Washington D.C., Feb 22, 2015 / 06:08 am
Just because you may oppose abortion doesn't mean you should be denied comprehensive health care coverage, according to Archbishop William Lori of Baltimore and Cardinal Sean O'Malley of Boston.
The two spoke last Friday, urging Congress to support the Health Care Conscience Rights Act in defense of conscientious objection.
"Government should not force anyone to stop offering or covering much-needed legitimate health care because they cannot in conscience participate in destroying a developing human life or violate their conscience in other ways," Archbishop Lori and Cardinal O'Malley together wrote in a letter to Congress.
The bishops, who chair the Committee on Pro-Life Activities and the Ad Hoc Committee for Religious Liberty of the U.S. Conference of Catholic Bishops, urged Congress to support conscience rights in health care legislation, dwelling on the importance of maintaining protected civil rights when it comes to the issue of moral objections in health care.
Archbishop Lori and Cardinal O'Malley referred specifically to a recently introduced mandate in California that incorporates all elective abortions – including late term – into the state's health care policy, insisting that all health care plans within the state include this mandate.
Although this policy violates civil rights protected by federal law, California is leaving no room for moral objections and will enforce the legislation in religious universities, schools and churches. Other states, such as Washington, have also adapted this mandate.
On the other side of the fence, Reps. Diane Black, John Fleming and Jeff Fortenberry have introduced the Health Care Conscience Rights Act (H.R. 940) which would protect individuals from purchasing health insurance when they have a moral or religious objection to what it covers.
This bill, which boasts bi-partisan support, would also incorporate a conscience clause into the Affordable Care Act, providing an option to deny the items in the health care plan which violate moral or religious values. The bishops believe Congress acting to support this bill is an obvious step in protecting basic civil rights of conscience.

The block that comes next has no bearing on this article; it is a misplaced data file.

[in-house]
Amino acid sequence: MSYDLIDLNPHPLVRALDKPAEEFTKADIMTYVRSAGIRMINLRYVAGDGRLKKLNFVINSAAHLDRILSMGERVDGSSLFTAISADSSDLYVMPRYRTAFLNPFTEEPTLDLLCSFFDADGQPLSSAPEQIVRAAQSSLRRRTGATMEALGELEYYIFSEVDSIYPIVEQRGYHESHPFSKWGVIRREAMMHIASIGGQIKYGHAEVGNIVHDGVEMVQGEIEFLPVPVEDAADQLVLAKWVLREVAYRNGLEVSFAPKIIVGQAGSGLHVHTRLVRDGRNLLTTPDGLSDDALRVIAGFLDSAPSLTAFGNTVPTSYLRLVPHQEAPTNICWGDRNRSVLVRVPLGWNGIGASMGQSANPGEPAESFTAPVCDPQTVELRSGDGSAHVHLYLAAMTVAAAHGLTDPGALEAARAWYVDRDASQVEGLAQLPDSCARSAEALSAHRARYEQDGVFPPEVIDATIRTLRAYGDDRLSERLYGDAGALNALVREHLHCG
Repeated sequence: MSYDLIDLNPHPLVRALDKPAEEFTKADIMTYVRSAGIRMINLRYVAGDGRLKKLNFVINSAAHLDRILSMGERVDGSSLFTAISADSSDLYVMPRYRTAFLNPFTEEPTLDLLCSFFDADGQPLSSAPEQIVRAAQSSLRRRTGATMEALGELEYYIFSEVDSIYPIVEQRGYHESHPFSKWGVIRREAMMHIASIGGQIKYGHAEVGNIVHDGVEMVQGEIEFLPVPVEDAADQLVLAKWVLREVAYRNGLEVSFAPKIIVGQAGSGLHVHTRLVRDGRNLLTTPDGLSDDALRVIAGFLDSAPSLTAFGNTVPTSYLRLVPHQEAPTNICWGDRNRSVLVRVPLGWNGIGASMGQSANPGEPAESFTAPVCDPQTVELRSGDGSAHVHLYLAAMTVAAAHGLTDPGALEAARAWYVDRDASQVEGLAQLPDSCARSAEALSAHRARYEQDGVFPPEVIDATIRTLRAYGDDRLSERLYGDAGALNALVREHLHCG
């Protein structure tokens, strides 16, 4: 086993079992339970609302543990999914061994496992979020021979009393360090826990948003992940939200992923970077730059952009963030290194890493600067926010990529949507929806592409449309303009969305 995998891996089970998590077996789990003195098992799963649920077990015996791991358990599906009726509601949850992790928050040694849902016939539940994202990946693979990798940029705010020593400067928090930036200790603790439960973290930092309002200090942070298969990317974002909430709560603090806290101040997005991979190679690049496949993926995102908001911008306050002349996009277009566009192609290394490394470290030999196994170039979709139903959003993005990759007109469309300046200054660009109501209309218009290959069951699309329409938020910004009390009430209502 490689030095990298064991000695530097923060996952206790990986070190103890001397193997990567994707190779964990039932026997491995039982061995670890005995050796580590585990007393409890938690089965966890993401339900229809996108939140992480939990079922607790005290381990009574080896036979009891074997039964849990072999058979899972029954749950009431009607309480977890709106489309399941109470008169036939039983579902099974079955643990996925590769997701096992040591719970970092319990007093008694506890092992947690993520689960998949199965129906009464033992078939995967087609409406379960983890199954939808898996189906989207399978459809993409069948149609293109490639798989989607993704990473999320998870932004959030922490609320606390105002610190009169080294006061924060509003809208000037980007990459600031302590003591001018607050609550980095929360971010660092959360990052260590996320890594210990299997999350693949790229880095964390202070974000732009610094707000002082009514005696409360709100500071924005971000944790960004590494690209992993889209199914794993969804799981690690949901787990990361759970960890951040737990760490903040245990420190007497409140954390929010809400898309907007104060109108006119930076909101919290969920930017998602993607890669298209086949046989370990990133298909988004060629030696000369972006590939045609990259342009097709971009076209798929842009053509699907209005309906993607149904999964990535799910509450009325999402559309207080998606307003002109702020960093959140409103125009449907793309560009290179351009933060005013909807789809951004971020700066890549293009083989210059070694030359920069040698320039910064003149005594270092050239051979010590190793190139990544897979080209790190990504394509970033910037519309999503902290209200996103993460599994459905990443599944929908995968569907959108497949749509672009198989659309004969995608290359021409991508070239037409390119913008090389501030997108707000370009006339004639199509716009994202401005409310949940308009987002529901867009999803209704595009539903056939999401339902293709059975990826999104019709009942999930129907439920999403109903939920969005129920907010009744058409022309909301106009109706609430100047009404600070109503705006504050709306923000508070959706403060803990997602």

Similar to the H.R. 940 bill is the Weldon amendment, which prevents the government from using received federal funds to discriminate against individuals who do not want to participate in health care that violates a religious belief.
This bill has been successfully approved in Congress for the past ten years, although it does not provide the right of private action.
This is especially significant, because if the Weldon amendment merged with the H.R. 940 bill, it would also provide the right to go to court to individuals who reject health care coverage on moral grounds.
"We hope Congress will agree that people whose civil rights on this point are violated have a right to go to court," the bishops noted.
In fact, President Obama has expressed support for the Weldon amendment, maintaining that on a federal level at least, individuals have a protected civil right to choose not to be involved in an abortion when it comes to health insurance.
The issue is likely to get more heated before it cools down, given that California believes the penalty of funding withdrawal in the Weldon amendment is subject to challenge. Even if the mandate violates federal law, it will have to receive the red light from Congress before dying down, which is why the bishops are pleading with Congress to take heed.
"We strongly urge you to support and co-sponsor the Health Care Conscience Rights Act," the bishops continued, urging legislators to stand against the mandates that would deny health coverage to those with conscientious objections.